By late afternoon, I lie with my head on Peeta’s lap, making a crown of flowers while he fiddles with my hair, claiming he’s practicing his knots. After a while, his hands go still. “What?” I ask.
“I wish I could freeze this moment, right here, right now, and live in it forever,” he says.
Usually this sort of comment, the kind that hints of his undying love for me, makes me feel guilty and awful. But I feel so warm and relaxed and beyond worrying about a future I’ll never have, I just let the word slip out. “Okay.” I can hear the smile in his voice. “Then you’ll allow it?”
“I’ll allow it,” I say.
His fingers go back to my hair and I doze off, but he rouses me to see the sunset. It’s a spectacular yellow and orange blaze behind the skyline of the Capitol.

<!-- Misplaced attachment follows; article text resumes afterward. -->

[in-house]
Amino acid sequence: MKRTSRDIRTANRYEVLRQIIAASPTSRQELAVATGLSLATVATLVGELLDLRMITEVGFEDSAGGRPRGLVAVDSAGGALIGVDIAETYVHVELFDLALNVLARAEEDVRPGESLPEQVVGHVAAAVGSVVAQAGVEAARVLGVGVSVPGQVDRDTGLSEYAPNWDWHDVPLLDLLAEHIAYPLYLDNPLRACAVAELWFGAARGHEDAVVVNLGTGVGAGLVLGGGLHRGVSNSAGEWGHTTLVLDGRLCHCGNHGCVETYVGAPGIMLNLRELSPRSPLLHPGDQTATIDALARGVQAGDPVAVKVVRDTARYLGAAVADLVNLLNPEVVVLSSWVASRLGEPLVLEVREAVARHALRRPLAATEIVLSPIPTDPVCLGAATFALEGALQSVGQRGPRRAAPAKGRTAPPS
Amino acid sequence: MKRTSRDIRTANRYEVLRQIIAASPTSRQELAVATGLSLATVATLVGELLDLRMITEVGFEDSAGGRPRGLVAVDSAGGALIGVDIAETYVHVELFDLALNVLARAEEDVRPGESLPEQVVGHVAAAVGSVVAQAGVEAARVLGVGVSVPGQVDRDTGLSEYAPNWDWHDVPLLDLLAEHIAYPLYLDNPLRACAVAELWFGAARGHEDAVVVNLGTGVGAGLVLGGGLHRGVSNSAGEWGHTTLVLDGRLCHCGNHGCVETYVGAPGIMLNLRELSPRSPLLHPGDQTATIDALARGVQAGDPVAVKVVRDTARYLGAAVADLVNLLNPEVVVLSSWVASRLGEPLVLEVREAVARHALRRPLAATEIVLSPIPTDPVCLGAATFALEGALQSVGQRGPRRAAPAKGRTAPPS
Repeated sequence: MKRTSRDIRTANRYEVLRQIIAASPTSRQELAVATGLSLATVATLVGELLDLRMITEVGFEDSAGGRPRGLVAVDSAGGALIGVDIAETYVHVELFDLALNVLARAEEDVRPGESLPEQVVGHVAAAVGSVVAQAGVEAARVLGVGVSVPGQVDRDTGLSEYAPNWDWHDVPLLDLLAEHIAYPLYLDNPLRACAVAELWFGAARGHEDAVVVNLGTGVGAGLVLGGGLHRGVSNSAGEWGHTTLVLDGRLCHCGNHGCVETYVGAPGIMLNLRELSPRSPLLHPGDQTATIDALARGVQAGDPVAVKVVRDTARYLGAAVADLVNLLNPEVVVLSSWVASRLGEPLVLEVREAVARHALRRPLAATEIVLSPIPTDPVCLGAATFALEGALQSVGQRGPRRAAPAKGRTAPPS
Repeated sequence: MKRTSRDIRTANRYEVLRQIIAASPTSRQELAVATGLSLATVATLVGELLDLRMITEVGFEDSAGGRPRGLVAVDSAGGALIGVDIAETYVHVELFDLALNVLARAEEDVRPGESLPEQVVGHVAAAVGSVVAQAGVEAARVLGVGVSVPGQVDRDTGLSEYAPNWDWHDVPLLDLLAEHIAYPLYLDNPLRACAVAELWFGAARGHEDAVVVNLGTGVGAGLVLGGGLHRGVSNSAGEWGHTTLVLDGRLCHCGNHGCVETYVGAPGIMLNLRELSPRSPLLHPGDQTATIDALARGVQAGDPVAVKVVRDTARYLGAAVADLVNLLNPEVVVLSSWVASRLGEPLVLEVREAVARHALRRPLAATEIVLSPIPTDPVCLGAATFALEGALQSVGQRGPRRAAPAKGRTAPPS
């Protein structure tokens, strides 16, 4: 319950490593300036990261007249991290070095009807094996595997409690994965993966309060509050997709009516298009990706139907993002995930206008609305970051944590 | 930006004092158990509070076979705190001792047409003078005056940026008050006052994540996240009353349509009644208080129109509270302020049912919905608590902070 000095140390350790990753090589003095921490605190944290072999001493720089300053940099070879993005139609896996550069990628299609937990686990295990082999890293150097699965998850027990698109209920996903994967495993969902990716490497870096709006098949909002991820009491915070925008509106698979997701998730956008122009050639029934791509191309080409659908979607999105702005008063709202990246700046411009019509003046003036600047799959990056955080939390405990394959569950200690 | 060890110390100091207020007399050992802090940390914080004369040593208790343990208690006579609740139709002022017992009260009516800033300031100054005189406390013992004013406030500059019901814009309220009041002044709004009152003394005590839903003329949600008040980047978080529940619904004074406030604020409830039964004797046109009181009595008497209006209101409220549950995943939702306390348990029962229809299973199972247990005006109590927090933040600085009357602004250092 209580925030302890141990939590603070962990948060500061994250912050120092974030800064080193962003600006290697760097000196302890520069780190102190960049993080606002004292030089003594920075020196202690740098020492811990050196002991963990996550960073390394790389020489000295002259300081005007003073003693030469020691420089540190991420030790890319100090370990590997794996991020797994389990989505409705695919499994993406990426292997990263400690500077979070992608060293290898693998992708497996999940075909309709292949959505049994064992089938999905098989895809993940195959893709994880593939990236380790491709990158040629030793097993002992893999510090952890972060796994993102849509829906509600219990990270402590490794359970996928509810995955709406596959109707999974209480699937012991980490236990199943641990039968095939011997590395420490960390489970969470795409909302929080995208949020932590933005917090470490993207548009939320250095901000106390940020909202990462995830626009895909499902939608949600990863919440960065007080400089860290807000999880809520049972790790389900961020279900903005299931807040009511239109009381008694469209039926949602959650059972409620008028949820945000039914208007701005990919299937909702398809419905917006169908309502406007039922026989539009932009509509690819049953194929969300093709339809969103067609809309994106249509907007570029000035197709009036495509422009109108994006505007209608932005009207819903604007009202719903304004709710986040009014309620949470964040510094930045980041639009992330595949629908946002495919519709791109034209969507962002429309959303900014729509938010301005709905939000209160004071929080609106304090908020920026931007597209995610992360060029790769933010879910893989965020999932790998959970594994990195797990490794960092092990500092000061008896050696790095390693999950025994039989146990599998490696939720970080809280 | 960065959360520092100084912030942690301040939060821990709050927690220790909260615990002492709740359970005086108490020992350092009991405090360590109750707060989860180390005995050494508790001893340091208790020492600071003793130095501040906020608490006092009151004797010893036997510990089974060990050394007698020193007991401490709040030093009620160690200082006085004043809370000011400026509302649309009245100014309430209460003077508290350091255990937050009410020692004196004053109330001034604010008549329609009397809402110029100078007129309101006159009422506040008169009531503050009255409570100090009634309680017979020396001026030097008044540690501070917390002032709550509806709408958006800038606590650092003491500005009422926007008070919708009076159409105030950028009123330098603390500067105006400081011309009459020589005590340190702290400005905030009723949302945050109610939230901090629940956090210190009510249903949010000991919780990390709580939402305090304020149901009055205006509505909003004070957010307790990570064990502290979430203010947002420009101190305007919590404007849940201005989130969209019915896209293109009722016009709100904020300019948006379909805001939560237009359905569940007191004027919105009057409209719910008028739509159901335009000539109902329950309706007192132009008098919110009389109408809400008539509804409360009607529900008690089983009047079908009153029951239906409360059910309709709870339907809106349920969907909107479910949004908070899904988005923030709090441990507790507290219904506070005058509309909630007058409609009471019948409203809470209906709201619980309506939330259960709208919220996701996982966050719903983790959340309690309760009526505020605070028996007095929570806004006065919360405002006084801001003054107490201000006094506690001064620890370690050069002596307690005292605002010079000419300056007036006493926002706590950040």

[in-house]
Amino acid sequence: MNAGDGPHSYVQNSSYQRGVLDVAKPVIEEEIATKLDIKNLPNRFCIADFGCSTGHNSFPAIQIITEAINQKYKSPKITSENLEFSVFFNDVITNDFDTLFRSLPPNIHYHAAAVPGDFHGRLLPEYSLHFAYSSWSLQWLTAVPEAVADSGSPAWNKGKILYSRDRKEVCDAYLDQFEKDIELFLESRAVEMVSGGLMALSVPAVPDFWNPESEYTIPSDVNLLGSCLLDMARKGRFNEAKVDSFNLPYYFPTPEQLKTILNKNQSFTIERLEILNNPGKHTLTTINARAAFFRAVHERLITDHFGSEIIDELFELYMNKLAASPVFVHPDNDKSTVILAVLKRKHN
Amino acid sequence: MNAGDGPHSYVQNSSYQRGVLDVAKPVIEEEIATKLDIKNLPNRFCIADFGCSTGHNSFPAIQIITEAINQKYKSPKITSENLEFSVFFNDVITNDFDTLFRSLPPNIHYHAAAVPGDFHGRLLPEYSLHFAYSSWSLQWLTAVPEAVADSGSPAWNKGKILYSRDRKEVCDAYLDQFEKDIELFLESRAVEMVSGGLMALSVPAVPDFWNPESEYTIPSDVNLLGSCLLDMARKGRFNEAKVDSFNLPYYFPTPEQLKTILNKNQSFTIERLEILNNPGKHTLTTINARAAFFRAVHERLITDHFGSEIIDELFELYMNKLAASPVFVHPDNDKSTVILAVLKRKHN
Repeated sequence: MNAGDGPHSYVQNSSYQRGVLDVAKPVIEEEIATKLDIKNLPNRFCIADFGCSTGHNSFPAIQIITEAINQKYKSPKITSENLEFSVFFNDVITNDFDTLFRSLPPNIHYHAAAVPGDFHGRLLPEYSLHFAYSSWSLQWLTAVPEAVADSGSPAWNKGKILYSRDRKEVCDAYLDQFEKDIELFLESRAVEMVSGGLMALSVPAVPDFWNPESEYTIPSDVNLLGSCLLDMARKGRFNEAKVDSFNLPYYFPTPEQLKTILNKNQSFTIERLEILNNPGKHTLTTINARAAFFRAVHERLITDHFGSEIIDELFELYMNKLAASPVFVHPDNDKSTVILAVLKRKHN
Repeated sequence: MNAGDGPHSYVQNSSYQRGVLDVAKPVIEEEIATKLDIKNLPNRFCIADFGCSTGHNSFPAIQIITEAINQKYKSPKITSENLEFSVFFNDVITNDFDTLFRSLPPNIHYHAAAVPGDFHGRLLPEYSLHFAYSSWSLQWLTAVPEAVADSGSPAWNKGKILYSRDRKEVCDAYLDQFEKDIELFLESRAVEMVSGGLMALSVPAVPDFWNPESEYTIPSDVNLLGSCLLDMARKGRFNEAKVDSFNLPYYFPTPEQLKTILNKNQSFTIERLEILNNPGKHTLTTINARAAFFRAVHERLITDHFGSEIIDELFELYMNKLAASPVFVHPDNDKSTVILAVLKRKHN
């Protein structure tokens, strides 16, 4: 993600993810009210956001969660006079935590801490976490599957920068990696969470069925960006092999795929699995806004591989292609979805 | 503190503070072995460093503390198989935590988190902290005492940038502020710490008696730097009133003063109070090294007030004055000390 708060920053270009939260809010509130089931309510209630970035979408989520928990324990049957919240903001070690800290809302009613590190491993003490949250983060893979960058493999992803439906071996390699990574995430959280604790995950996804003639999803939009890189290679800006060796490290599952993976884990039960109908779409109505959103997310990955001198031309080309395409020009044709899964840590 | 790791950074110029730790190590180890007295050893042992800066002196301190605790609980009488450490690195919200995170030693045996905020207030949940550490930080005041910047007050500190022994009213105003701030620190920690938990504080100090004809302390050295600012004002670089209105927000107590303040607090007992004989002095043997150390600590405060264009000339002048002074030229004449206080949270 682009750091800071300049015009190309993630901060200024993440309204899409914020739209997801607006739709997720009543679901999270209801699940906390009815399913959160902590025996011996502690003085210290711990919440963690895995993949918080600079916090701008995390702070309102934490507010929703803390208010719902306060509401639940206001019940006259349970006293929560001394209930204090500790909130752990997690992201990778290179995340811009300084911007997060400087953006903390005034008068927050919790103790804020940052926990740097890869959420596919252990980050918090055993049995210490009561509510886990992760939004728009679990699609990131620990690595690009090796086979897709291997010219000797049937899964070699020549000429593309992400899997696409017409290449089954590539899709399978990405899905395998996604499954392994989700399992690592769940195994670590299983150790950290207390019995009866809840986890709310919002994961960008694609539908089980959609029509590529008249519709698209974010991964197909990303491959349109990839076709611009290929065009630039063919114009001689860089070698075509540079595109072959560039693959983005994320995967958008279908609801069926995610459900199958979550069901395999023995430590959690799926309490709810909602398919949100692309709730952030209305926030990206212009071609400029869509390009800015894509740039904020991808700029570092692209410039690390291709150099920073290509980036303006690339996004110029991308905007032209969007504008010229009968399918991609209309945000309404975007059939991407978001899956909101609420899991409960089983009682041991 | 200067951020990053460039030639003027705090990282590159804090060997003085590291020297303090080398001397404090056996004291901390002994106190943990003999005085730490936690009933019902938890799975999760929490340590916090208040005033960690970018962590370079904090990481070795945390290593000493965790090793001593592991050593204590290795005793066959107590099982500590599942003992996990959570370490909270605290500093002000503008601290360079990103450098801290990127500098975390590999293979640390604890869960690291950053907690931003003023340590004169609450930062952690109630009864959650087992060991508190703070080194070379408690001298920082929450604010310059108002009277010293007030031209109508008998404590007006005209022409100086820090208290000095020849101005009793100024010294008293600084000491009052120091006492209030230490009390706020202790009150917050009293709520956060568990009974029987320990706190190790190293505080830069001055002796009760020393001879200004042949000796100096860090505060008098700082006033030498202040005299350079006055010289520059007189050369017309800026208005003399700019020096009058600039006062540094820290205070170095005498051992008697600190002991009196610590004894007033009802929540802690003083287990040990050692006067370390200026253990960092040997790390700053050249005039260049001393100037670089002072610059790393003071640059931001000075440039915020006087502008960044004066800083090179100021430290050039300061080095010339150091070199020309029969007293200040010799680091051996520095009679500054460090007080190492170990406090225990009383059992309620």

“I didn’t think you’d want to miss it,” he says. “Thanks,” I say.
Because I can count on my fingers the number of sunsets I have left, and I don’t want to miss any of them. We don’t go and join the others for dinner, and no one summons us. “I’m glad. I’m tired of making everyone around me so miserable,” says Peeta. “Everybody crying. Or Haymitch…” He doesn’t need to go on. We stay on the roof until bedtime and then quietly slip down to my room without encountering anyone.
Requested by thegirlwithasweettooth